I certainly can’t speak for the rest of humanity but I know why I didn’t have any interest in the Apple watch from the start. It’s a watch. I’ve worn watches for over fifty years. The first really exciting piece of wearable technology needs a clean break with the mechanical past. A band with a round face trying to replicate a graphic and text display makes no sense to me.
Having waited to see what Apple would do and realizing that it was going to be a watch (whatever else it did) I started looking at fitness bands as my old Swiss Army watch began to fail. I had thought step counters and heart beat monitors were ok but didn’t make much sense for me until I realized they did other things. And they incidentally told time and all the things you do with timers. That meant I could have something different, a functional band as minimalist decoration with no hint of the twentieth century. That was it. No more twentieth century stuff. That century was a bad idea and wrist watches are the penultimate wearable of the twentieth century if you don’t count pens as a wearable device and who wants to deal with pens and pen holders to put them in. This is obviously very troubled country in which to plant your first twenty-first century wearable technology. Bad idea . . .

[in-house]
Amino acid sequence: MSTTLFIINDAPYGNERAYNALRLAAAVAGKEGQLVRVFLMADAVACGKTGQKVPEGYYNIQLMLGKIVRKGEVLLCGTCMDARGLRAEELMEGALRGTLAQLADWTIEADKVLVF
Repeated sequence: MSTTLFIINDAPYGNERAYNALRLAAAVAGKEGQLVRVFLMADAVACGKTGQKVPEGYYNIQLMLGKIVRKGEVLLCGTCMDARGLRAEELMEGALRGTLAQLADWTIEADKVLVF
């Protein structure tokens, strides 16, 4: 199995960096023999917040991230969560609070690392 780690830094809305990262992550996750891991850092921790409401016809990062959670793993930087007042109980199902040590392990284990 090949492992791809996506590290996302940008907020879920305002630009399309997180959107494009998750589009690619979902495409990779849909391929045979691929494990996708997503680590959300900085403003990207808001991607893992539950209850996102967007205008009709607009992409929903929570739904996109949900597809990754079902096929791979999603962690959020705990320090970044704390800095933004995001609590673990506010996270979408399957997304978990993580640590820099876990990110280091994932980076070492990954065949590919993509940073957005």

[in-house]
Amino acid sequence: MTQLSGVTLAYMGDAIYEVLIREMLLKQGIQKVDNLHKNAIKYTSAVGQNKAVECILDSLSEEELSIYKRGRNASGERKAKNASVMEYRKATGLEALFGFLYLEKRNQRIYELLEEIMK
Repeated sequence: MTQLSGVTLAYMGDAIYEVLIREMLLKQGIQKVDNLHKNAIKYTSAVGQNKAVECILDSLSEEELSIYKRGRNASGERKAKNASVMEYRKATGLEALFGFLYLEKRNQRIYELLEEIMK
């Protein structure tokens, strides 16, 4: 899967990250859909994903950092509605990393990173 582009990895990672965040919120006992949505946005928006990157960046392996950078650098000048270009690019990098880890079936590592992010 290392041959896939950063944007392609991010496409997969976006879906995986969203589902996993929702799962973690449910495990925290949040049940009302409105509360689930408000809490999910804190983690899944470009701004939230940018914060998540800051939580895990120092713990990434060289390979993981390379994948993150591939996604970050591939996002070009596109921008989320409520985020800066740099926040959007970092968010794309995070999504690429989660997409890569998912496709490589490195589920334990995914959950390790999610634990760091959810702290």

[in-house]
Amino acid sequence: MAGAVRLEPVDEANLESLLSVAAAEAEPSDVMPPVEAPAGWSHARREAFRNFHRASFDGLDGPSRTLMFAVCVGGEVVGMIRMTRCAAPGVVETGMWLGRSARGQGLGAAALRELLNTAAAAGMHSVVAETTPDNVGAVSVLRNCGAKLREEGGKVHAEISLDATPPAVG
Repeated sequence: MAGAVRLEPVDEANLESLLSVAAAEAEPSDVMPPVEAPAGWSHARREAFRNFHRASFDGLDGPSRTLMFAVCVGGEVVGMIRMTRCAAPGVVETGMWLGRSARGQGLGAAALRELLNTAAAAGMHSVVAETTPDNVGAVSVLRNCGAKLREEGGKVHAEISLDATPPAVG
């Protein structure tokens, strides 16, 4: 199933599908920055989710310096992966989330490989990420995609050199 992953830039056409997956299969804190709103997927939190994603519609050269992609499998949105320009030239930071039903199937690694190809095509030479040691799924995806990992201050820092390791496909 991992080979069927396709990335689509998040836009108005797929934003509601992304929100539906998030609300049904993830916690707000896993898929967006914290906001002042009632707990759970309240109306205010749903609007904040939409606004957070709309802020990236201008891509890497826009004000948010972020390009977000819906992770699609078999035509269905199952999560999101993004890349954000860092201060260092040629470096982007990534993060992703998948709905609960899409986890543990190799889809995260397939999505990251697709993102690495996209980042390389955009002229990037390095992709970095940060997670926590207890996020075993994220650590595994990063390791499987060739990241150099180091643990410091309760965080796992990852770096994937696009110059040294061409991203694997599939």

So I bought myself a Microsoft Health Band for Christmas. Simple, black (other colors available), a nice wide screen that I wear on the inside of my wrist. No reason for anyone else to see the email alerts with sender and subject that I get or the time that shows if nothing else is showing. It tracks all the metabolic things that I could wish to know about and syncs continuously with my phone. And it is, like all other intelligent devices, steadily updated and growing in capability each month. It also includes my Starbucks card bar code so I don’t even have to take out my phone for espresso. At first you had to press a button to get it to monitor your sleep (fun but not important as I do a pretty good job of monitoring my sleep myself) but now it knows when I go to sleep automatically and lets me know how long I slept. Better, as I’ve been surprised by that. Guess I dozed off there for a bit . . .
Maybe you want to stay with very a twentieth century world of a dial on your wrist but I certainly can’t imagine why. The focus needs to be on completely new kinds of personal information with time as just another piece. And we already have flexible screens. Give me functional information that I can easily control and keep your wrist watch with your grandfather’s pocket watch. I have one of those, too.